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  • WBFD25
    replied
    Grab the K-12 and put in the diamond blade. Cut a thin kerf in the floor over to the chief's office and your problem will solve itself.

    Chamois and a squeege are about your only option without cutting the floor to put in a catch basin.

    Or just slip on the accumulated water and file an OJI claim for your back. Watch how quickly they put in the catch basin and seperators after seeing how cheap they are compared to that.

    Leave a comment:


  • tree68
    replied
    Put in a sump and install a pump. Pipe it outside (if there's a decent place to do it) or into the sewer system. What EPA doesn't know won't hurt 'em. Far better than having to rip out walls because of mold.

    Our station didn't have drains installed when it was built in 1957, so we've been living your problem for decades. The floor is pretty much level, so there's little pooling, but we do end up with some standing water. As mentioned, it's hard to squeegie around the apparatus, and pushing that water onto the ramp when it's +10F outside isn't exactly a great idea.

    In the warmer months the overhead doors get left up an inch or so for air circulation.

    In the winter, when the trucks may come back with a coating of snow and slush things get a lot damper, at least until it all dries up.

    Leave a comment:


  • slackjawedyokel
    replied
    Shop vac and crank the heat up in the winter / the fans in the Summer ---- and get a new chief.

    Leave a comment:


  • Eng3ineer
    replied
    Originally posted by WD6956 View Post
    The floor drains being ommited after a station overhaul was likley not an oversight. They have become an issue with EPA regs since they are plumbed into the sewer system typically, or worse, the storm drains. Putting floor drains in a facility where you have vehicles dripping oil is now an enviornmental issue. Anytime you have water flwoing, it's likley carrying oil and and possibly Antifreeze into the drains. Unless the department wanted to install seperators, it's easier (and cheaper) to just remove the drains. We have a railroad yard close by that was told they had to install an Oil/Water seperation system that was going to cost over a million dollars since the drainage system was piped to a river. So they opted for plan B. They filled the storm drain catch basins with cement.

    Your easiest solution without any permament modifications is to use a urethane Spill Dike system. They work quite well. Just lay them on the floor in the shape you want to keep water contained to one area. In your case, under the rigs. No tools, no adhesives. Just lay them down. Prices cary, but typically a few hundred dollars. They can be washed off if they get dirty and just lifted off the floor if and when you are going to wash and squeegie the bays.

    Here is an example:

    http://www.absorbentsonline.com/spil..._berm_dike.htm

    The ones i listed are 10' long. That should be more then adequate to keep the water contained under the rigs out of harms way. A Wet/Dry vac can be had for less then $200.00 (and has plenty of other practical uses at the station) and could be used to get any water pooling behind the dike instead of squeegie-ing it to the front of the bay and out the door.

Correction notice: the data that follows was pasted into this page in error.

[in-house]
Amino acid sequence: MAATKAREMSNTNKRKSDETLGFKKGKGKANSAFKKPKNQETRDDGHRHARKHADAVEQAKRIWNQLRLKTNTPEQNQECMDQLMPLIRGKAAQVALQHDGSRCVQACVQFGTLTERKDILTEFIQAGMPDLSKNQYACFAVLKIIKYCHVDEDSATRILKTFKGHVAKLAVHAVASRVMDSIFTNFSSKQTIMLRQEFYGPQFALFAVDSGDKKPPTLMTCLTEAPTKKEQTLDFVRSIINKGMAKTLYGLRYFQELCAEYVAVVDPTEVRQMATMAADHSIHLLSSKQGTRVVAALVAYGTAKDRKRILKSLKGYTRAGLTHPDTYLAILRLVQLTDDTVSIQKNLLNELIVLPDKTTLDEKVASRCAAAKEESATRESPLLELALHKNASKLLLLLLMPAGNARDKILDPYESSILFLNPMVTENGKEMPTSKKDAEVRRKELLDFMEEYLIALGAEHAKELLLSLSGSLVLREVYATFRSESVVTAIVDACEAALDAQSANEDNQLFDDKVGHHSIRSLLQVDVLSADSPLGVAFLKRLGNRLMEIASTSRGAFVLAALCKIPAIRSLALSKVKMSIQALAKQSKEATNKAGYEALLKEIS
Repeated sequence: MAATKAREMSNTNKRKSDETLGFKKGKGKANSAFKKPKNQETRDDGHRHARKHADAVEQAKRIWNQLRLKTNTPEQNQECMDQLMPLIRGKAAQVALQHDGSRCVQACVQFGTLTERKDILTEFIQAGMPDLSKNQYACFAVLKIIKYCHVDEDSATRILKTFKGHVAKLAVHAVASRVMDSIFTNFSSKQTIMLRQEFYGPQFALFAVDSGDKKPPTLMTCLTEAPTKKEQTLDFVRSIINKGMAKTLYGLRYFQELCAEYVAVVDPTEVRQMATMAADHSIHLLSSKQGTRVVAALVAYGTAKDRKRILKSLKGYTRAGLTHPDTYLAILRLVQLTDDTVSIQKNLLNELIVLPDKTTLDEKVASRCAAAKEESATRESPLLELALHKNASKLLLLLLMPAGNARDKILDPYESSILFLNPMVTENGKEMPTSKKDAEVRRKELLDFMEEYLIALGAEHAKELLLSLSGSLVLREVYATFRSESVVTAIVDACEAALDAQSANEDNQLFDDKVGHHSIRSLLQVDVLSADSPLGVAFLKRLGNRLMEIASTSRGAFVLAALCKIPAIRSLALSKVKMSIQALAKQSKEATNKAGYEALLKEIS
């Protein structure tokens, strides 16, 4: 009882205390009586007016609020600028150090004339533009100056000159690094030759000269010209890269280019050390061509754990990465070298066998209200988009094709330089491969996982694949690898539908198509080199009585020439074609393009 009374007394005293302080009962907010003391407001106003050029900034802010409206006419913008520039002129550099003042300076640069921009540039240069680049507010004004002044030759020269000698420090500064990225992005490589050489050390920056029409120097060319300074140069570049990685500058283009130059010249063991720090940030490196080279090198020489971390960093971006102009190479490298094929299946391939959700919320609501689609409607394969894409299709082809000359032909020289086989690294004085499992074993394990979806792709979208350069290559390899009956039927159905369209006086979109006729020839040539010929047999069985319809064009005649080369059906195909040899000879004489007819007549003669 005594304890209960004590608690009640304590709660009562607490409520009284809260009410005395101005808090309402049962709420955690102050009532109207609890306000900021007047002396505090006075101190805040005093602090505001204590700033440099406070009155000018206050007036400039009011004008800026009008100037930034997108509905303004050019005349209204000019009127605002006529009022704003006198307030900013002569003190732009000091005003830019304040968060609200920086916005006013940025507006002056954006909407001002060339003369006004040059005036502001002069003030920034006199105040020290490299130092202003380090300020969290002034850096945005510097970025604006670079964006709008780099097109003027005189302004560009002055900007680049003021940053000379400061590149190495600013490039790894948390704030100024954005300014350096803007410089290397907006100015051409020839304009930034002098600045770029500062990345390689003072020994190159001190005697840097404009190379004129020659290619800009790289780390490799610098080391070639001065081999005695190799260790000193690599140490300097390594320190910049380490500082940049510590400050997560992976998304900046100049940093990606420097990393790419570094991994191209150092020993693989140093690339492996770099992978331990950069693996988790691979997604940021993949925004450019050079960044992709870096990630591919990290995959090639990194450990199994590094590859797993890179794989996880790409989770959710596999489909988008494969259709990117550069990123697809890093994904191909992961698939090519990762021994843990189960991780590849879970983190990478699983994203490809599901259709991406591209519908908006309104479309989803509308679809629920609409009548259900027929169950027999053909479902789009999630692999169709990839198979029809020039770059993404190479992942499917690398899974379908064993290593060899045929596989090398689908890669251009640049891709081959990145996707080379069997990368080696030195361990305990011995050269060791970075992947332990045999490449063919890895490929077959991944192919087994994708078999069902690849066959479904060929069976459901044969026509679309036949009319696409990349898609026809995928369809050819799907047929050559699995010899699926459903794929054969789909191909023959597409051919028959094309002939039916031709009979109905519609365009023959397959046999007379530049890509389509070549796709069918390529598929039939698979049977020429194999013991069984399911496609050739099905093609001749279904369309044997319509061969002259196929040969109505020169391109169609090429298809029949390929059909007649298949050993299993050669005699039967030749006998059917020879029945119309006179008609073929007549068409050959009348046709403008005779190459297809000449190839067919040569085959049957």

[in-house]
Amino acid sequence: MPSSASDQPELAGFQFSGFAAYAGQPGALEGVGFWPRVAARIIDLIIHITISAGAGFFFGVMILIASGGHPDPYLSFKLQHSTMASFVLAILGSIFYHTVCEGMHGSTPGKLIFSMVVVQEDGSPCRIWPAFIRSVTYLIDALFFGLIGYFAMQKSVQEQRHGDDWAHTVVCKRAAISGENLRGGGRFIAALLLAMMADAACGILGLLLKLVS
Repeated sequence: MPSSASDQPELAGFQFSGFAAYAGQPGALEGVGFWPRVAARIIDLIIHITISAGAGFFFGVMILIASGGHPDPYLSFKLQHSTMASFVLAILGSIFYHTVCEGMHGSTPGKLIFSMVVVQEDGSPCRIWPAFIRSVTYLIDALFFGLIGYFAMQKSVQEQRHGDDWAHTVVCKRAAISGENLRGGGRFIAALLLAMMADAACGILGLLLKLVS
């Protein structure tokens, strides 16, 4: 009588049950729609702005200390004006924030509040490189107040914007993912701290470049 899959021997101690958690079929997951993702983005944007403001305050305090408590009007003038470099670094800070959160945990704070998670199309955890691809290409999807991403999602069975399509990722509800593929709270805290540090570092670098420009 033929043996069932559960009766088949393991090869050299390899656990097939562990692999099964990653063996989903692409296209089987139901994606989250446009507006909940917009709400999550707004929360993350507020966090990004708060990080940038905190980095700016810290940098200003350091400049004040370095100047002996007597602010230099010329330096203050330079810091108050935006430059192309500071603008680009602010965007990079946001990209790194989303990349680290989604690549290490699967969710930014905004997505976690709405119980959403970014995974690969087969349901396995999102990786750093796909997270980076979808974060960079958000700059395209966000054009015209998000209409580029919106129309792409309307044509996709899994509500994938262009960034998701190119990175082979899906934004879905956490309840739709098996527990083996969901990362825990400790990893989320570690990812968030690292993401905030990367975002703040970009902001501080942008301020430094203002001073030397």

As was said large squeegee and just say on top of it.


    Your right on with EPA.

    Our last newest station was built almost 6 years ago and we have floor drains. The floor drains are around 4' deep by 2.5' x 2.5' wide have 4" pipe that comes to about 3" below floor then ties into a series of three under ground tanks out in front yard before dumping into the sewer system.

    We're not suppose to even wash our trucks out front apron as the run off goes into storm drains. But old habits are hard to break after years and years.

    Few months back heard our sister city can't even wash their trucks at station anymore have to go to the city barn wash bay.

    Leave a comment:


  • tajm611
    replied
    We can't afford snow. The only weather package we could buy was oppressant heat and 100% humidity with the bonus "infinite mosquito" gift.

    Leave a comment:


  • nameless
    replied
    Originally posted by tajm611 View Post
    Large squeegee on a broom handle.
    Push water outside


    /thread.
    works great unless you live in a place where it gets below 32F

    Leave a comment:


  • Jrvrescue
    replied
    Thanks for the input guys. I agree completely about the "genius" that chose to remove the drains, unfortunately, those decisions were made by someone who outranks me. The worst part is that the floor still slopes slightly towards where the drain used to be, so alot of the water actually pools up along the new bedroom wall (the reason for the remodel, and what covered up the floor drain), which will eventually become a mold issue too.

    The reason there is so much water in the station is because it rains here all the time, so the rigs are pretty much always wet when we back them in. Even if we dry them down with chamois I have been trying to keep up with the squeegy and mop, but it's hard when I'm only there 8 days a month. There are other issues related to this as well, most notably, that many people don't pull their own weight, but that's a whole different issue.

    The Chiefs decided to remove the drain, and I think we all know the last thing we'll ever see them do is mop the bay floor. I wish I could say that our station takes pride in itself and it's appearance, but with the exception of a few people, that'd be a lie.

    I passed this along to our safety committee this month, so we will see if it gets addressed. I just don't want to see anyone fall and get hurt.

    Thanks again for the help guys.

    Leave a comment:


  • mcwops
    replied
    Originally posted by WD6956 View Post